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Debate over West Campus home could spur ordinance changes

Monday, April 12, 2010 by Michael Kanin

A battle over a West Campus construction project has exposed lingering issues in city staff’s interpretation of rules meant to govern home remodeling. The conflict, which pits developer Mitch Ely against the Original West University Neighborhood Association, seems destined for an eventual Council debate — and perhaps a court date.

 

All this action comes as the Council seems set for a summer hearing on a long-delayed ordinance that would encode a specific definition of the term “remodel.” As it stands, city staff mandates only that one original wall and the foundation of a house must remain for work to be called remodeling. That definition is in the form of a written direction and is not formally a part of the City of Austin’s building code.

 

Greg Guernsey, director of the city’s Planning and Development Review Department, told In Fact Daily that there has been “a great debate about what a remodel is within the city.” In his view, the pending ordinance will “probably help settle (those) issues.”

 

Austin Mayor Lee Leffingwell, for one, seems ready for a change. At Thursday’s Council Meeting, he told Guernsey, “For … at least three years, we have been working to modify and improve our remodeling ordinance to stop … loopholes and abuses.” “Right now, in my neighborhood, there’s a remodeling in progress … (with) one bare wall remaining; even the entire foundation has been replaced.”

 

“What,” he then asked, “is the status of our revision of the remodeling ordinance?”

 

Guernsey replied, and later confirmed, that the Council should see a version of the legislation sometime in June.

 

Leffingwell’s question was prompted by the Citizens’ Communication testimony of Nuria Zaragoza, president of the Original West University Neighborhood Association and a member of the Central Austin Neighborhood Planning Advisory Committee (CANPAC). She told Council members about a so-dubbed remodel on David Street that she says will leave only “a portion of one wall and an old pier-and-beam foundation, which will be totally non-functional, since it will be buried underneath a brand new slab foundation.”

 

“This is not a remodel, not as measured by logic, and not according to the criteria that city staff have consistently used over the last three years,” she added.

 

According to Zaragoza, the new structure will be able to accommodate up to 12 unrelated adults and could include a garage apartment extension that might be as large as 1600 square feet. If the development were considered by the city to be new construction, rather than a remodel job, those figures would be cut in half.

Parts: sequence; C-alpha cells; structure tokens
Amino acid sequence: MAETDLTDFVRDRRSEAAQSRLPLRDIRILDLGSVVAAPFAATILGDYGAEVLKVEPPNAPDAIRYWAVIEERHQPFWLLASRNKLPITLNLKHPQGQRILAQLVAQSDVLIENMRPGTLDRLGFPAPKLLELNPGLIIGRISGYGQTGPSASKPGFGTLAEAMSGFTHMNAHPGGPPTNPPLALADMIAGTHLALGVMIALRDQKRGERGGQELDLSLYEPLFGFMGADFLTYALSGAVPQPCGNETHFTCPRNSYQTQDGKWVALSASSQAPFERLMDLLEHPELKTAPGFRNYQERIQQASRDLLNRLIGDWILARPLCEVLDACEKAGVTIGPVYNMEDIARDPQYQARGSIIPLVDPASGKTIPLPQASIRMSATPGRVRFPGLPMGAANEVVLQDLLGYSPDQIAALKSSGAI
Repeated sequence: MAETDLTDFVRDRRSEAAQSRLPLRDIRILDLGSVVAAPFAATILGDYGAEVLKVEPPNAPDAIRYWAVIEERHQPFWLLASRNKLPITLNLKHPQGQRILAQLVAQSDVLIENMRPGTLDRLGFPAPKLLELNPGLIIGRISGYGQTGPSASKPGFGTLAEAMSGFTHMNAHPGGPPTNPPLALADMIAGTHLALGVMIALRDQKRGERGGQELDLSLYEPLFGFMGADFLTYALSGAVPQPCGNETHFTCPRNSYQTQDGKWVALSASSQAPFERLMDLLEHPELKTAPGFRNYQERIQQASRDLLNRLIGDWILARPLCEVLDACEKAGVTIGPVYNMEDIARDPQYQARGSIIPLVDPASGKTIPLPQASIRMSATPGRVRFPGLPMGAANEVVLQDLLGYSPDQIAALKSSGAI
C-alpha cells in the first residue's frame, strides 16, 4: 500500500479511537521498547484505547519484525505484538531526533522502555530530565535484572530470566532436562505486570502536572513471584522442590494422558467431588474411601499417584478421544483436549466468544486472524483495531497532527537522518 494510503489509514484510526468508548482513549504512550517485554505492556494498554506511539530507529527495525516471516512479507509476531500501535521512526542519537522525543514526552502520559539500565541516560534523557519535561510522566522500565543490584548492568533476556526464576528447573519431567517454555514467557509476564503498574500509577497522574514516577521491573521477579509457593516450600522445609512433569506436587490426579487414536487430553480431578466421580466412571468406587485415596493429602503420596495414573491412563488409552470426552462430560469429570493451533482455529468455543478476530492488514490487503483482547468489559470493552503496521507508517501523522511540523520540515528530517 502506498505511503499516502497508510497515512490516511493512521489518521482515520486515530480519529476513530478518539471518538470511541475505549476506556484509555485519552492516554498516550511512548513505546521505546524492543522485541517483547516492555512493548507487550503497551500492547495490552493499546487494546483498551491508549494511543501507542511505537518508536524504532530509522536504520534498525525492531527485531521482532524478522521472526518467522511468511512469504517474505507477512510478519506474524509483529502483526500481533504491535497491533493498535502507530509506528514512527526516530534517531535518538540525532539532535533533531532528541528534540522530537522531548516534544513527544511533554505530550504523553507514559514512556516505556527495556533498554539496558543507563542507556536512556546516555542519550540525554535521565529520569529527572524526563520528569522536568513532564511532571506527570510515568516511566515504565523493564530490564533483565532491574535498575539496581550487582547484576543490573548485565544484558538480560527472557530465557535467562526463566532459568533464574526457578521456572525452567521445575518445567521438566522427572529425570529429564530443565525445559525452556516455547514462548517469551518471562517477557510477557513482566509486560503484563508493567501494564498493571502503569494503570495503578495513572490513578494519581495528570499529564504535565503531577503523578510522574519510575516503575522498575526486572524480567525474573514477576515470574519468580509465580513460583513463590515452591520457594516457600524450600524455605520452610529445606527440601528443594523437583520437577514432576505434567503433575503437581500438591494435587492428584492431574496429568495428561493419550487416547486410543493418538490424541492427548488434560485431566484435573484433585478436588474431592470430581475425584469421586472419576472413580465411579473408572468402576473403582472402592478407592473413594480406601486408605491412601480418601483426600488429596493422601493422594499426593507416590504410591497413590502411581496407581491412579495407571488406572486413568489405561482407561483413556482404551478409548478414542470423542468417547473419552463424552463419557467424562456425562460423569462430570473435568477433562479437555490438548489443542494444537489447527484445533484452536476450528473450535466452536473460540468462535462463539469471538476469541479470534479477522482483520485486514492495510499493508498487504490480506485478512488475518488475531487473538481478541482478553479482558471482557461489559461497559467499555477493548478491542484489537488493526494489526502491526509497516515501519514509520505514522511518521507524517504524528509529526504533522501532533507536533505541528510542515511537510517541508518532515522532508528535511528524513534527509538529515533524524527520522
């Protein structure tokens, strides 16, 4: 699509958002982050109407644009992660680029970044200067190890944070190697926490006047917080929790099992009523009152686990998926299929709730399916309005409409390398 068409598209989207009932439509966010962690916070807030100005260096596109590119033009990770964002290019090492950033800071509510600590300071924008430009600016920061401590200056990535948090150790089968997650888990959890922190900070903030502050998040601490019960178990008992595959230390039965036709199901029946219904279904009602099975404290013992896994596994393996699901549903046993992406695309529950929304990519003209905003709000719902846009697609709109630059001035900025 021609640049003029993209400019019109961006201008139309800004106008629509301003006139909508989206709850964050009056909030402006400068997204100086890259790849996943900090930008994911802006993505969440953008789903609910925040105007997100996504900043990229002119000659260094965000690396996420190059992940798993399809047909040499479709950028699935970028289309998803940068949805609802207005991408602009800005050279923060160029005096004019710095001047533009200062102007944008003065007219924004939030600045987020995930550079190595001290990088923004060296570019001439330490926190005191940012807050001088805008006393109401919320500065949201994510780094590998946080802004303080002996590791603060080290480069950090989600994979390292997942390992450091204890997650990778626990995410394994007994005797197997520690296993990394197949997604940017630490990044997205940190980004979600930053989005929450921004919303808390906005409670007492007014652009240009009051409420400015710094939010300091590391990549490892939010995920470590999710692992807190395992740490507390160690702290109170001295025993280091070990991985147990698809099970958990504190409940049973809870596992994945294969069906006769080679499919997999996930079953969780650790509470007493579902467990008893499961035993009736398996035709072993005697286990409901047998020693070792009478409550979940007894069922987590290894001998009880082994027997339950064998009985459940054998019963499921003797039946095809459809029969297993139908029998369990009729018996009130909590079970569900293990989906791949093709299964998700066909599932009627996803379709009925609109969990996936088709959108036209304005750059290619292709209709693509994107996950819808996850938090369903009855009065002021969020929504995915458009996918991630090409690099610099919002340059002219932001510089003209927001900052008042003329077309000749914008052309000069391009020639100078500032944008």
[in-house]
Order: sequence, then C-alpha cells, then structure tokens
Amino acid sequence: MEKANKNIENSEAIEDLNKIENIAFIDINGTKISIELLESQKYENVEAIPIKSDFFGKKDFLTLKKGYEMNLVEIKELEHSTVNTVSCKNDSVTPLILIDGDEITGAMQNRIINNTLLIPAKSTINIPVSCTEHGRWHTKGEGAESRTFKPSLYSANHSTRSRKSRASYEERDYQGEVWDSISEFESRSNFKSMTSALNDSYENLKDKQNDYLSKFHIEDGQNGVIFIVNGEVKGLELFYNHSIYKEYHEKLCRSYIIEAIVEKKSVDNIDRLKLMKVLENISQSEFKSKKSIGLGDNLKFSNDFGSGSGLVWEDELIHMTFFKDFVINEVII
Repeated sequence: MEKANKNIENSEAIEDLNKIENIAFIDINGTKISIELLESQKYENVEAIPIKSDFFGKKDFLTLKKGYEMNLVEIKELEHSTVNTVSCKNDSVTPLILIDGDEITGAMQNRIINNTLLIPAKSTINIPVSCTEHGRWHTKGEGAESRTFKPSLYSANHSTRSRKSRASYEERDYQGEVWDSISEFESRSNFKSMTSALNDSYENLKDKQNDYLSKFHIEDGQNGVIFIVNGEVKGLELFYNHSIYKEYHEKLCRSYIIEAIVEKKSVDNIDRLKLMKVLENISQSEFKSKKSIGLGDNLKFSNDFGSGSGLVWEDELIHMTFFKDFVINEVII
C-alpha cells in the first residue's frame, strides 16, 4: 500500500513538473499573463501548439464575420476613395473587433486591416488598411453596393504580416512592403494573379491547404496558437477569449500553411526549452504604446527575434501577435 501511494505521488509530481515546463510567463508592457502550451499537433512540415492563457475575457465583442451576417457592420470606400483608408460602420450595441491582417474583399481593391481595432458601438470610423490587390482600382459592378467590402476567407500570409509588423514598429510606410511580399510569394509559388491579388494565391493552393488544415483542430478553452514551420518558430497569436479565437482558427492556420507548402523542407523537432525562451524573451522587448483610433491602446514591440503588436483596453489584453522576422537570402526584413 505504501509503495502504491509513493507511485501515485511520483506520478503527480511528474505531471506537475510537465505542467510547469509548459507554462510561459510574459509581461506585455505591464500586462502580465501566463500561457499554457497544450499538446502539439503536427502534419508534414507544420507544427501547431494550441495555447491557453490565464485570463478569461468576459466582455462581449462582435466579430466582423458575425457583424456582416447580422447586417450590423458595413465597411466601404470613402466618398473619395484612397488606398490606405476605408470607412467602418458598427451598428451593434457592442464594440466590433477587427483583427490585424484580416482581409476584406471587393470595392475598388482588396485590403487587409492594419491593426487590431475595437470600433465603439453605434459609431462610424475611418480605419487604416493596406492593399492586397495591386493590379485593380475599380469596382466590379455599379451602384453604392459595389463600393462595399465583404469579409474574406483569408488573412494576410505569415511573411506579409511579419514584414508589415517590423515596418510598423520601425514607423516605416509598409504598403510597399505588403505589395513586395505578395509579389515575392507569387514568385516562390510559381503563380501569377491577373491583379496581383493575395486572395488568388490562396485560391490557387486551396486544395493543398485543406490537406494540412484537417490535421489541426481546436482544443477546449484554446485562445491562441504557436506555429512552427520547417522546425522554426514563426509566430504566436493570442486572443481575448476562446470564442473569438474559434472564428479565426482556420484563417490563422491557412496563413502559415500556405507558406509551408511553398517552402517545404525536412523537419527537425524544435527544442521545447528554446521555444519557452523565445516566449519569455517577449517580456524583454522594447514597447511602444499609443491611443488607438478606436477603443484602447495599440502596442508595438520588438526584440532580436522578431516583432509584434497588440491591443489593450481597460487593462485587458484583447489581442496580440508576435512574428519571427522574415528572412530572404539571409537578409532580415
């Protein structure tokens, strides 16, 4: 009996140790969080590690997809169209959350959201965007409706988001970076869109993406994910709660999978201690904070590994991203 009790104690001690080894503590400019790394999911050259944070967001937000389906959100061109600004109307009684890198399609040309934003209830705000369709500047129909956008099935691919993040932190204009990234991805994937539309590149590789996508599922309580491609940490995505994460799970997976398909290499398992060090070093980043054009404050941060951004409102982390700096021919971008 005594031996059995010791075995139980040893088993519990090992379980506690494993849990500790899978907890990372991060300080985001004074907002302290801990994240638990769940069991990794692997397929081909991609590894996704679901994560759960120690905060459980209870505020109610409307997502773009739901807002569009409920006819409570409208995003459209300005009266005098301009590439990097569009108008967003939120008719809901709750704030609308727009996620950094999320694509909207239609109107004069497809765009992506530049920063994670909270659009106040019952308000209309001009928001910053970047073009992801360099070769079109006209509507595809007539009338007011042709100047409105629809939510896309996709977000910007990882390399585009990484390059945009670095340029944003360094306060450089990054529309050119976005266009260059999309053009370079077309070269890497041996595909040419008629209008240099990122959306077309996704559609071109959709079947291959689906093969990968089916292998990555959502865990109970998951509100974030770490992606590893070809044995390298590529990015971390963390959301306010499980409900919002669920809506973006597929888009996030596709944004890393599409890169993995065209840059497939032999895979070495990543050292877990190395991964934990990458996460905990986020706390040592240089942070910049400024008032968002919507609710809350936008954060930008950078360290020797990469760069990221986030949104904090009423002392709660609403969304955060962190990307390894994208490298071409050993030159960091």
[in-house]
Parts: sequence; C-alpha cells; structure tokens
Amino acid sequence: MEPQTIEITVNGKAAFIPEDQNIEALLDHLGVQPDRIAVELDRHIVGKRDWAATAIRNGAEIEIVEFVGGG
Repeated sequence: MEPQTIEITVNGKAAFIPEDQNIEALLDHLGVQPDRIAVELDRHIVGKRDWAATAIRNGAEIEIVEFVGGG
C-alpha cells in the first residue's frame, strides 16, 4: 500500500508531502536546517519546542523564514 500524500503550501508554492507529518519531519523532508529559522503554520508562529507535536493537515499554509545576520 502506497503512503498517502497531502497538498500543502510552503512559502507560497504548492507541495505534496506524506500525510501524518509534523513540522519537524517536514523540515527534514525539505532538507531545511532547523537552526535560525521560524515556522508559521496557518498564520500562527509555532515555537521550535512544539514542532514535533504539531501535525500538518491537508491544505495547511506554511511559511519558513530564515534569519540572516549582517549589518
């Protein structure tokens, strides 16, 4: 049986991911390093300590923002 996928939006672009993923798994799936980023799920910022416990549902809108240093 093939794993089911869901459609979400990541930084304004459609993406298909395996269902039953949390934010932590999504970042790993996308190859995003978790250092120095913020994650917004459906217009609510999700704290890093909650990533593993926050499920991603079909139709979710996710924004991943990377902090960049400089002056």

Still, Zaragoza doesn’t think that a new ordinance would solve her neighborhood’s issue. “The new regulations will burden those who follow the rules in the first place, while owners like Mitch Ely will continue to work the system,” she told the Council.

 

She echoed those sentiments in an interview later. “Someone will always be able to run circles around what’s written,” Zaragoza said. “You have to be able to interpret (regulations properly).”

 

Council Member Laura Morrison, whose office has been following the case since this fall, told In Fact Daily that the new ordinance might indeed not be enough to solve the concerns of Zaragosa and her neighbors. “This is a complicated case,” she said. “There’s probably more to it than just remodeling.”

 

In terms of that opinion, at least, Zaragoza might find herself in agreement with real estate agent Mike McHone, who represents Ely’s David Street project. He told In Fact Daily that he doesn’t “believe that Austin should be trying to reinvent the wheel” with a new remodeling ordinance.

 

He noted that the new regulations could be “so strict that it would make remodels almost impossible.”

 

As for the David Street project, he maintains that his client has followed the rules. The massive demolition that resulted in the current contentiousness was necessary, he says, due to the extent of the damage that had been done to the property.

 

Still, he said, his group had been told from “day one” that the project might provoke some sort of action from the city.

 

For now, at least, Austin officials have indeed stepped in. Though accounts vary as to when Ely received notice of the order, as of this past Friday, a letter had been posted at the site ordering him to stop work. Stay tuned.

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